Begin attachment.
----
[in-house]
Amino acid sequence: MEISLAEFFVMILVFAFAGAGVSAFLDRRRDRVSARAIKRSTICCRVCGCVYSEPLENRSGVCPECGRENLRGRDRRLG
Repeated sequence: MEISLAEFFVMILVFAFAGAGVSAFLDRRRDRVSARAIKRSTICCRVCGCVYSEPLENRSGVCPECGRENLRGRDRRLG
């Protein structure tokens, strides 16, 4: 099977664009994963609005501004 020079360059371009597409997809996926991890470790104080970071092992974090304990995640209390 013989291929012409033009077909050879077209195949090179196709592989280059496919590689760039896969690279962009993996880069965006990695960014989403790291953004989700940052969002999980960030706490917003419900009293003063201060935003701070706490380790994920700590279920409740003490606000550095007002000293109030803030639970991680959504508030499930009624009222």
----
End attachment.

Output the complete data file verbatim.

[in-house]
Amino acid sequence: MEISLAEFFVMILVFAFAGAGVSAFLDRRRDRVSARAIKRSTICCRVCGCVYSEPLENRSGVCPECGRENLRGRDRRLG
Repeated sequence: MEISLAEFFVMILVFAFAGAGVSAFLDRRRDRVSARAIKRSTICCRVCGCVYSEPLENRSGVCPECGRENLRGRDRRLG
């Protein structure tokens, strides 16, 4: 099977664009994963609005501004 020079360059371009597409997809996926991890470790104080970071092992974090304990995640209390 013989291929012409033009077909050879077209195949090179196709592989280059496919590689760039896969690279962009993996880069965006990695960014989403790291953004989700940052969002999980960030706490917003419900009293003063201060935003701070706490380790994920700590279920409740003490606000550095007002000293109030803030639970991680959504508030499930009624009222």